What's the harm in letting reporters call themselves bloggers? Well, we need a word for a person who shares his or her expertise for free. And we have such a word -- blogger, which derives from the word weblog which was coined by an early blogger, Jorn Barger, and shortened by Peter Merholz to blog and adopted by the community, years before reporters started calling themselves bloggers.
We need a word for what we do because it is an important activity. You can't understand how news works today without understanding the role that bloggers play. So in a sense professional reporters hurt themselves by usurping a term that meant something before they applied it to themselves.
Why are bloggers important to reporters? Bloggers are your sources. They are the people who previous generations of reporters had to reach by telephone. These days reporters can skim hundreds of perspectives on the web, prioritized by search engines. The reach of reporters in the age of blogging is far greater that it was in the age of the telephone. Understanding this synergy is key to understanding how news will evolve in the future.
But the real reason to let amateurs have this word is it's the right thing to do. It's fair. Reporters already have a word to describe what they do. Let us keep ours.
See also: Why blog?
This season's Knight News Challenge is going to fund projects that strengthen the free and open Internet. That's what we're doing at Small Picture and in the Fargo community.
I think that's a great idea! And I'd like to flip things around a bit. I'd like to help people who want to use Fargo, or the open source publisher software or outliner component, to do projects that help strengthen the Internet, and apply to Knight for funding.
Or maybe developing some compatible services on Dropbox, using templates, OPML or RSS. Or even making node.js servers easier for tech-savvy users to deploy.
It's a nice coincidence that Knight is focused on this now. If you have an idea you'd like to work on with our support or technology, either send me an email, or post a comment below.
I have a dream of having a real-world (not online) conference next summer with 15 teams working on these projects, and looking for all kinds of great ways to connect them together. I even have a venue in mind, and when you hear what it is it'll blow your mind.
A blog post has lasting value.
A tweet stream is more ephemeral, it can evaporate almost instantly.
Not saying that quick comments shouldn't be tweeted, but when you figure something out that's not trivial, if it has value, you're wasting it if you put it on Twitter or Facebook.
The mission of blogging is to empower all of us to go directly to each other with our expertise. So if you know something as well as anyone else, or you learn something or know something that should be shared, then you should share it on your blog.
Blogging needs your help. There's cobwebs in the blogosphere. I want to dust everything off, and start linking our stuff together, and get some developer energy flowing, and let's do some new stuff.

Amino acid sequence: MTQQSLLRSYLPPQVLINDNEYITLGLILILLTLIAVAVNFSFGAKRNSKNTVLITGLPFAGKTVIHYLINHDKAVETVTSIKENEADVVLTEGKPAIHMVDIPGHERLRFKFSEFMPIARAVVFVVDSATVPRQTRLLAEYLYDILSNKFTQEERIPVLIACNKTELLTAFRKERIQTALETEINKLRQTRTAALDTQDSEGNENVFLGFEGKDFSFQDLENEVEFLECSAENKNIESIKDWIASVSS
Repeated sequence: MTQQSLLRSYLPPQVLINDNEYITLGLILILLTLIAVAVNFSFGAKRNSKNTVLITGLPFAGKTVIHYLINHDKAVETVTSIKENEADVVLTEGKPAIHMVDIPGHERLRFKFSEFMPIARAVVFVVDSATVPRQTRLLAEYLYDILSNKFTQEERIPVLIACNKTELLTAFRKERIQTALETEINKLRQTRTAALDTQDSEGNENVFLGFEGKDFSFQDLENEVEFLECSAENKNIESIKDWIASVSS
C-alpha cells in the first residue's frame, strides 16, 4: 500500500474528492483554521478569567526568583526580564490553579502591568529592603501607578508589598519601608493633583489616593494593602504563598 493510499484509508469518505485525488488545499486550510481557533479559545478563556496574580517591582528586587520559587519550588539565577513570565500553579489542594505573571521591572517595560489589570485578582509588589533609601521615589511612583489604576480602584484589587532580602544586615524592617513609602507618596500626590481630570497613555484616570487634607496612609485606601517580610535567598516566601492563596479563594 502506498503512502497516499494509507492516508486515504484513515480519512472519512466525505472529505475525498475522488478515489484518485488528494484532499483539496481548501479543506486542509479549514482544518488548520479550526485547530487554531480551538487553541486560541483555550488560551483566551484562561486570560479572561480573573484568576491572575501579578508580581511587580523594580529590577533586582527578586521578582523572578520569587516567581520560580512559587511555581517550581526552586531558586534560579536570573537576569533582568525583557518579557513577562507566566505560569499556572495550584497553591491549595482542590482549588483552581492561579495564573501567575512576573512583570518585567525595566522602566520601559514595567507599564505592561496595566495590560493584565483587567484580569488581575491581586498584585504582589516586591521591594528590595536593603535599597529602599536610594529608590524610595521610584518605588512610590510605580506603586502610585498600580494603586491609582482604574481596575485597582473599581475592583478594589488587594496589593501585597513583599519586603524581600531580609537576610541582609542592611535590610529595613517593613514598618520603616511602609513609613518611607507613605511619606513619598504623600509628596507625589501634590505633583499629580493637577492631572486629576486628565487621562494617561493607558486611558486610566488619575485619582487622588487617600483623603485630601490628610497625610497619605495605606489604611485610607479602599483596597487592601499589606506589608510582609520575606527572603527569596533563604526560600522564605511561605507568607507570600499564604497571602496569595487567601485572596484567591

Blogging is a good idea. Most people aren't compelled to share their ideas, thinking, knowledge and expertise. But if you're one of them, please use the tools, or if they fall into disuse, we'll just have to invent them again. Let's keep it growing.
Software is a process.
It's never finished. There are always bugs to fix, features to add.
Usually, when one company buys another, they buy the software, not the process.
It would be more realistic to contract with a developer or group of developers the way book publishers contract with authors, or studios contract with directors. You buy N books, or movies, or albums. Then the creative person gives you what they contracted for.
Don't try to hire employees to make products. You need to be able to take creative risks. It's hard to do within a corporation. By "hard to do" I mean impossible.
Unlike movies, books, music -- software continually evolves. So even if the initial creator moves on, there always has to be the equivalent of a show runner that stays with the product, the kind of person who does what Vince Gilligan did on Breaking Bad, for example.
I've now moved on from two products, one through acquisition and one by passing off to a new management team. Both times the product died.
I'm still trying to figure this out.
A throwbackthursday picture of me as a grad student at UW-Madison in 1977 or so, programming on a Unix system, probably working on my first outliner.
There was a nice Facebook thread re this picture.
2009: Natural Born Bloggers.
We gave everyone a broadcast station and a printing press.
Not everyone does it.
Say 1 percent are NBBs.
They all can do it, but most don't want to.
News orgs will be machines for processing huge amounts of news, adding/teaching quality.
Evan Williams is doing this at Medium.
But I don't like that he has a bottleneck, that his publishing system requires that you write and store your writing on his servers.
Here's a great A-B example.
On Twitter, a nothing.
On Facebook, a discussion!
Many of the comments I get on Twitter are really for someone else -- they're responding to the headline of a link I've posted, that I didn't write.
And they're very often not responding to the story, just to the headline. And they respond as if I'm the author. Always leads to misunderstanding. Example.
And 140-characters is a severe limit for people who are good writers, for people who aren't good writers (i.e. most people) it's impossible to understand what they mean.
So you have to ask for clarification, if you have the patience, and the follow-ups are usually just as cryptic.
I think Twitter is a failed experiment. Something about its limits needs to be eased. Or maybe it's time to start over, with a different idea altogether.
A Facebook discussion emanating from a picture of me as a grad student in 1977, programming in the Unix lab at UW-Madison.
The same picture posted on Twitter.